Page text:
Archive for September, 2009
The latest notable milestone in the open access journal movement is the announcement by Cornell, Dartmouth, Harvard, MIT, and U of C Berkeley that they have formed an open access journal compact in order to share research more widely.
Most peer-reviewed journals are not available to the general public (or even the thoughtful public). Annual subscriptions are expensive. The people who read scholarly journals are the ones who tend to write for scholarly journals: faculty members working in universities and paid for doing research as part (or all) of their responsibilities. To compensate for the subscriptions costs, some open access journals charge authors for publishing accepted papers.
According to Harvard professor Shieber who authored the five-university agreement, “Universities and funding agencies ought to provide equitable support for open-access publishing by subsidizing the processing fees that faculty incur when contributing to open-access publications. Right now, these fees are relatively rare. But if the research community supports open-access publishing and it gains in importance as we believe that it will, those fees could aggregate substantially over time. The compact ensures that support is available to eliminate these processing fees as a disincentive to open-access publishing.”
It’s comforting that he acknowledges fees as a potential barrier. However, the article seems to assume research is done by faculty members. What about the independent scholar-practitioner who does good research to enhance his or her work and vice versa? I have seen many exciting presentations at conferences by people who have little or no formal association with universities. My guess is that their university associations are often with young, innovative institutions rather than “top tier” institutions with large endowments. They are an interesting and marginalized group. If we want scholarship to influence practice and have practical experience influencing scholarship in real time, will open access journals with author fees be another barrier to that integration?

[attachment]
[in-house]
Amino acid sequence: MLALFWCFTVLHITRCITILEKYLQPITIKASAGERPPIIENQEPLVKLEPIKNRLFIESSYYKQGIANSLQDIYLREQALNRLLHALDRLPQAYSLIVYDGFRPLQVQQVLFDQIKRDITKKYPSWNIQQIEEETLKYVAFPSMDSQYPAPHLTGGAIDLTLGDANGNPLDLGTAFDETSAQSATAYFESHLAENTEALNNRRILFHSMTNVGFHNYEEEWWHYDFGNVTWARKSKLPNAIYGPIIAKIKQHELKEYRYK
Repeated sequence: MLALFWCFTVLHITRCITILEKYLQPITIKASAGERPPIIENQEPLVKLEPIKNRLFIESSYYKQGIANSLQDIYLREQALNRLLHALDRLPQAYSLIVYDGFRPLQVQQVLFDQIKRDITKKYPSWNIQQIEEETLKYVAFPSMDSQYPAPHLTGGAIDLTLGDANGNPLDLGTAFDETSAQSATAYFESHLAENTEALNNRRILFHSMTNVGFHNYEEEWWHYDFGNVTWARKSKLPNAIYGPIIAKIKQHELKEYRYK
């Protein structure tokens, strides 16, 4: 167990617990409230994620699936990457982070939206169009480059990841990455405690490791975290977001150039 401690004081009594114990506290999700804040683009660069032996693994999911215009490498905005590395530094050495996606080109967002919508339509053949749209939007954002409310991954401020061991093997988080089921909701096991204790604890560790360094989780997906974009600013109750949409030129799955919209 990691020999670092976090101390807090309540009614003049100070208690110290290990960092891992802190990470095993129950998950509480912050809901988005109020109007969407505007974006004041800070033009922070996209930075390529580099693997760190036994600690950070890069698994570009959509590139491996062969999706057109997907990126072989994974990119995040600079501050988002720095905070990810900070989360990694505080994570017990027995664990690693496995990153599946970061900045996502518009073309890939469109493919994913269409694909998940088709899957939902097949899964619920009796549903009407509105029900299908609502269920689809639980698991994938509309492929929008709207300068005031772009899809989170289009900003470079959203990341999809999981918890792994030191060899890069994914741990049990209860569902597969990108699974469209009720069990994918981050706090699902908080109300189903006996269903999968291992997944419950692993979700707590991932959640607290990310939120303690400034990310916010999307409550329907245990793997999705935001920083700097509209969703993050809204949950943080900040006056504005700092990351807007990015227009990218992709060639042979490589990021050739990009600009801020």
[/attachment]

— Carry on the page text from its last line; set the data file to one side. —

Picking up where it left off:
As Clarke and Kingsley point out, the unlocking of intellectual property is an idea in-progress; hopefully its directions will be studied from many perspectives.
My PhD is from Fielding Graduate University, which is well known and respected in some spheres, and largely invisible in others. Its model is quite unusual, so it isn’t surprising that conventional measures do not always highlight its strengths. Recently, work by Associate Dean Katrina Rogers and others led to some interesting recognition. As Dean McClintock wrote in a recent upate:
- A highlight of the past year was the designation by the Carnegie Foundation for the Advancement of Teaching of Fielding as a university distinguished by its commitment to community engagement. This important classification was made in recognition of the work of our students, faculty and alumni in social justice and change in communities throughout the United States. Key to this recognition was the focus we bring to Fielding research and practice projects through our Institute for Social Innovation. Fielding is the first free-standing graduate university to have earned this designation. We are in good company with the other institutions designated by Carnegie including Colorado State, Duke, Iowa State, Ohio State, Purdue, Swarthmore College, Tulane, U Mass and Washington State.
One of the elements of this recognition I find quite interesting is that the community engagement happens in many ways. Although Fielding’s Institute for Social Innovation does organize opportunities for community engagement, many initiatives are initiated through the interests, activities and professions of the PhD students (who are usually mid career professionals). Two of my friends and colleagues–Alex Bennet, the former CIO and CKO of the American Navy, and Juanita Brown of the World Cafe–are two examples of program graduates who have done work that has had influence across many parts of the globe. The 1:1 learning contract approach in many facets of Fielding’s graduate programs provides a rich–though ambiguous–landscape in which to develop new perspectives and skills, and make a difference in the real world. Many academics struggle with how to make time for real-world contributions and many practitioners struggle with how to make use of academic studies. It’s wonderful to see recognition of this bridging of scholar and practitioner worlds through the Carnegie Foundation.